Gender parity is a major focal point of discussion in the theater today. It is important to recognize that the majority of the classic Western theatrical canon has been written by white men. Likewise, it is imperative that we, as artists today, do something: not only discuss the inequity but actively seek to challenge it. In 2013, a group of playwrights and producers based in Los Angeles got together and formed a group, The Kilroys. Their mission is to mobilize artists in the field to support one another, and “to end the systemic underrepresentation of female and trans* playwrights in American theater.”
Currently playing at Collaboraction Theatre Company in Chicago is a new piece called Gender Breakdown. This work takes statistics from a master’s thesis analyzing “52 theater companies and 250 plays during the 2015/16 season. The numbers reveal a “community” where women are marginalized, women of color are extremely marginalized, and non-gender-conforming artists are statistically invisible. The results breakdown: Female playwrights wrote 25 percent of the shows produced; female playwrights of color, 5 percent. Female directors helmed 36 percent of the shows; female directors of color, 4 percent. You’d think at least female actors would have parity, yes? No. Female actors comprised 43 percent of all the actors hired.” (Read more: Chicago Sun-Times)
At ArtsBoston, we are committed to Equity, Diversity, and Inclusion (EDI) in the arts. As part of this, we have been spearheading the local discussion about EDI in the arts through a series of workshops. The aforementioned study proves that representation in theater is not equitable to all members of American society. In honor of Women’s History Month (and because two of these Pulitzer Prize-winners are finally making their Broadway debuts in 2017), bringing attention to these dynamic and diverse voices is just the beginning of the road to inclusion.
By no means a comprehensive list, here, in alphabetical order, are my 17 to Know in ’17:
is a part of the Signature Theatre
‘s “Residency Five” program, which guarantees three world premiere plays over a five-year residency per playwright. Her 2015 play, John
, was her first in this program. In 2014, she won the Pulitzer Prize for Drama for her play The Flick.
Baker’s writing has been described as quirky and sincere and holds a mirror up to normal people living everyday lives.
María Irene Fornés
is an avant-garde playwright and director who was a leading figure in the 1960s’ Off-Off-Broadway movement. Her themes focus on poverty and feminism, with her lesbian identity playing a central role. The author of over 30 plays, her play Fefu and Her Friends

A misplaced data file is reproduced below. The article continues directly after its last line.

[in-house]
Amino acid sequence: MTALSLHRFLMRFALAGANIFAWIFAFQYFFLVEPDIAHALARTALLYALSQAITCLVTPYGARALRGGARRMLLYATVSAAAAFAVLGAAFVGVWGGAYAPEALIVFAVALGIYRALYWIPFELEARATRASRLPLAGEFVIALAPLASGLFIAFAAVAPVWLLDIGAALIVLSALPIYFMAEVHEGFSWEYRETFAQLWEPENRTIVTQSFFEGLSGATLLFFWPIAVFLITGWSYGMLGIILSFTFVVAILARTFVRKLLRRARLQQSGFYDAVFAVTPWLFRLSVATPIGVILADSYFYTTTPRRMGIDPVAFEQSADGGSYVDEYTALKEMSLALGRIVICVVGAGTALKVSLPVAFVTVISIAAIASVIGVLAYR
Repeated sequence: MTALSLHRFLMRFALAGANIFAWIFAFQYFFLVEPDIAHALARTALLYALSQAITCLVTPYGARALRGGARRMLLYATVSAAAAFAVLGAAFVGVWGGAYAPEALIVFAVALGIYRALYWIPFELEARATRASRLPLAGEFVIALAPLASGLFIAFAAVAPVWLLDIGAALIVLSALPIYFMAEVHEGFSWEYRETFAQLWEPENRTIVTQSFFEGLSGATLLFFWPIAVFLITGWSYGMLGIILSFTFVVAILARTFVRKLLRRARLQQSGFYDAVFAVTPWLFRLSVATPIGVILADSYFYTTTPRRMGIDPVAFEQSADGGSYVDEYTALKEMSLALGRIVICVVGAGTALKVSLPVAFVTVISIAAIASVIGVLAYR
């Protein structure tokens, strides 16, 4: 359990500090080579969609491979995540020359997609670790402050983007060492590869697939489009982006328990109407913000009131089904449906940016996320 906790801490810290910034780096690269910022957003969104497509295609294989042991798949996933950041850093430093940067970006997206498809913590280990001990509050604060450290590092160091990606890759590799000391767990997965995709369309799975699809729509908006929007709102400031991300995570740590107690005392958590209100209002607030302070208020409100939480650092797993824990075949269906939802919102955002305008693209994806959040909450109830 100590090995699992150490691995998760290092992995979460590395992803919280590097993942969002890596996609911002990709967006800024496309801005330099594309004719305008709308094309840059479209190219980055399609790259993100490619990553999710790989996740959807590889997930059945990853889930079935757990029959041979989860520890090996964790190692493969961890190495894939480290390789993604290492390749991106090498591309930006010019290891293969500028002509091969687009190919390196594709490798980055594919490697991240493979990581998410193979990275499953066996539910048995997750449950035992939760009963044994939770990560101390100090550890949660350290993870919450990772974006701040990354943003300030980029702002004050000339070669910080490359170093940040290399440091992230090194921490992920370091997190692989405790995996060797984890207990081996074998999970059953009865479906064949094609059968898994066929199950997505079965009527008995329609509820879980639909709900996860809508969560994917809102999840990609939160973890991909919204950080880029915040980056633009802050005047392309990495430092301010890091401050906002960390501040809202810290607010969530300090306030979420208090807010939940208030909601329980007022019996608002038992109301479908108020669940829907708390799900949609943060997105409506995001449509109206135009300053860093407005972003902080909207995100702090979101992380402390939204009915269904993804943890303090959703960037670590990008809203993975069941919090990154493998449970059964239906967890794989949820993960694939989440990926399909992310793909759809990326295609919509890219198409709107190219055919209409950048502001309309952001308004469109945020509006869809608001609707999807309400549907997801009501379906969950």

was revolutionary for being immersive and having an entirely female cast.
is an American actress and playwright of Zimbabwean descent, and is best known to most audiences for her portrayal of Michonne on AMC’s The Walking Dead
, her Tony Award-winning play, is the first play featuring an all black and female creative cast and team to premiere on Broadway. Her play, The Convert,
was part of Central Square Theater
‘s 2015-16 season.
is out of the Yale School of Drama, where she now teaches, and where she studied with Richard Nelson and John Guare. She is known for her clean, witty, actable dialogue, and has used her family for inspiration in many of her characters. She won the 2012 Obie Award for Best New American Play for 4000 Miles
is a playwright of American Latina and Japanese descent. Many of her works are non-linear and are influenced by her multicultural background. She is the head of playwriting at UC San Diego, her alma mater. Whether original (Good Kids
) or adapted (Hamlet: Blood in the Brain
and Polaroid Stories
from the Greek myth of Eurydice and Orpheus) her works often take place in a bleak, urban landscape.
is a playwright and devised theater artist based in New York and Philadelphia. Their work has been seen locally at the Huntington Theatre
and Fresh Ink Theatre
. MJ is a member of the Public Theater’s Emerging Writers’ Group, and a Resident Teaching Artist at Philadelphia Young Playwrights. They have also written for Howlround
, exploring the trans experience in the arts.
is best known for writing the book and lyrics to Fun Home,
which won the 2015 Tony Award for Best Musical. She won the Tony Awards for Best Original Score and for Best Book of a Musical for Fun Home